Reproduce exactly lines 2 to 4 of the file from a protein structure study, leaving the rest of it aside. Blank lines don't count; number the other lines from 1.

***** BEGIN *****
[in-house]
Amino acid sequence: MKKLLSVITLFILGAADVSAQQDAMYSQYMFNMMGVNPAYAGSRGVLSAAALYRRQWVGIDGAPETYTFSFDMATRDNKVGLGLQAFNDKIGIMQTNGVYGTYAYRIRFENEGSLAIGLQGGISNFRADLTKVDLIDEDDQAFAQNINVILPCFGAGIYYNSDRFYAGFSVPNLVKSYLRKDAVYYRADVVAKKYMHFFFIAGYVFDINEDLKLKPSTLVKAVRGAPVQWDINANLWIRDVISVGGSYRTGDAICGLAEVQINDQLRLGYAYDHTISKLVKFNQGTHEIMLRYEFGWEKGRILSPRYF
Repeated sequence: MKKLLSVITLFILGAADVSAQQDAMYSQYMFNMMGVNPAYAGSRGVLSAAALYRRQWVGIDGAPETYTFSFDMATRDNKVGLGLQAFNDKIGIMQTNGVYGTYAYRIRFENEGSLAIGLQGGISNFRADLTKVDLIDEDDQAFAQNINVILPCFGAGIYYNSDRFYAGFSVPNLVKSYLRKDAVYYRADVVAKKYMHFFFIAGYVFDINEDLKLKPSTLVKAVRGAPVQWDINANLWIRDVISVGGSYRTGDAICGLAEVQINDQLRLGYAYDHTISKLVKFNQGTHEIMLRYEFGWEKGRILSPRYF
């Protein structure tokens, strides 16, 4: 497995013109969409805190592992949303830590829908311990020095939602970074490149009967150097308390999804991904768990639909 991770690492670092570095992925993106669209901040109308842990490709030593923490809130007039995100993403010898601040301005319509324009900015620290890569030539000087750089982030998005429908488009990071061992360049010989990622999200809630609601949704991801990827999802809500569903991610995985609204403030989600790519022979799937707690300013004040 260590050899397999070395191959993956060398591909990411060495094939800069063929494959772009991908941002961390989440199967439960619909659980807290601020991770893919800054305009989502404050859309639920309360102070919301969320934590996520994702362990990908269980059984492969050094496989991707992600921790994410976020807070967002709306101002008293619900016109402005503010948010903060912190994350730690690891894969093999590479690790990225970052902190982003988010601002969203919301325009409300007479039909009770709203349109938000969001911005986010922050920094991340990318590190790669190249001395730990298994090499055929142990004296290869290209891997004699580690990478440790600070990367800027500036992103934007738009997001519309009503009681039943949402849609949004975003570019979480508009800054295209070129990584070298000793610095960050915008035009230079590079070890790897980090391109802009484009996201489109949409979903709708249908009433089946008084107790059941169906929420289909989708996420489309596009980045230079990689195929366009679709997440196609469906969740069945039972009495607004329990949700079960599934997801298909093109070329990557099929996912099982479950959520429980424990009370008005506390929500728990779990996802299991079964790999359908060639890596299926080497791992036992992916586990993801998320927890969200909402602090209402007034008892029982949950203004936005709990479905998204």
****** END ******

Amino acid sequence: MKKLLSVITLFILGAADVSAQQDAMYSQYMFNMMGVNPAYAGSRGVLSAAALYRRQWVGIDGAPETYTFSFDMATRDNKVGLGLQAFNDKIGIMQTNGVYGTYAYRIRFENEGSLAIGLQGGISNFRADLTKVDLIDEDDQAFAQNINVILPCFGAGIYYNSDRFYAGFSVPNLVKSYLRKDAVYYRADVVAKKYMHFFFIAGYVFDINEDLKLKPSTLVKAVRGAPVQWDINANLWIRDVISVGGSYRTGDAICGLAEVQINDQLRLGYAYDHTISKLVKFNQGTHEIMLRYEFGWEKGRILSPRYF
Repeated sequence: MKKLLSVITLFILGAADVSAQQDAMYSQYMFNMMGVNPAYAGSRGVLSAAALYRRQWVGIDGAPETYTFSFDMATRDNKVGLGLQAFNDKIGIMQTNGVYGTYAYRIRFENEGSLAIGLQGGISNFRADLTKVDLIDEDDQAFAQNINVILPCFGAGIYYNSDRFYAGFSVPNLVKSYLRKDAVYYRADVVAKKYMHFFFIAGYVFDINEDLKLKPSTLVKAVRGAPVQWDINANLWIRDVISVGGSYRTGDAICGLAEVQINDQLRLGYAYDHTISKLVKFNQGTHEIMLRYEFGWEKGRILSPRYF
């Protein structure tokens, strides 16, 4: 497995013109969409805190592992949303830590829908311990020095939602970074490149009967150097308390999804991904768990639909 991770690492670092570095992925993106669209901040109308842990490709030593923490809130007039995100993403010898601040301005319509324009900015620290890569030539000087750089982030998005429908488009990071061992360049010989990622999200809630609601949704991801990827999802809500569903991610995985609204403030989600790519022979799937707690300013004040 260590050899397999070395191959993956060398591909990411060495094939800069063929494959772009991908941002961390989440199967439960619909659980807290601020991770893919800054305009989502404050859309639920309360102070919301969320934590996520994702362990990908269980059984492969050094496989991707992600921790994410976020807070967002709306101002008293619900016109402005503010948010903060912190994350730690690891894969093999590479690790990225970052902190982003988010601002969203919301325009409300007479039909009770709203349109938000969001911005986010922050920094991340990318590190790669190249001395730990298994090499055929142990004296290869290209891997004699580690990478440790600070990367800027500036992103934007738009997001519309009503009681039943949402849609949004975003570019979480508009800054295209070129990584070298000793610095960050915008035009230079590079070890790897980090391109802009484009996201489109949409979903709708249908009433089946008084107790059941169906929420289909989708996420489309596009980045230079990689195929366009679709997440196609469906969740069945039972009495607004329990949700079960599934997801298909093109070329990557099929996912099982479950959520429980424990009370008005506390929500728990779990996802299991079964790999359908060639890596299926080497791992036992992916586990993801998320927890969200909402602090209402007034008892029982949950203004936005709990479905998204």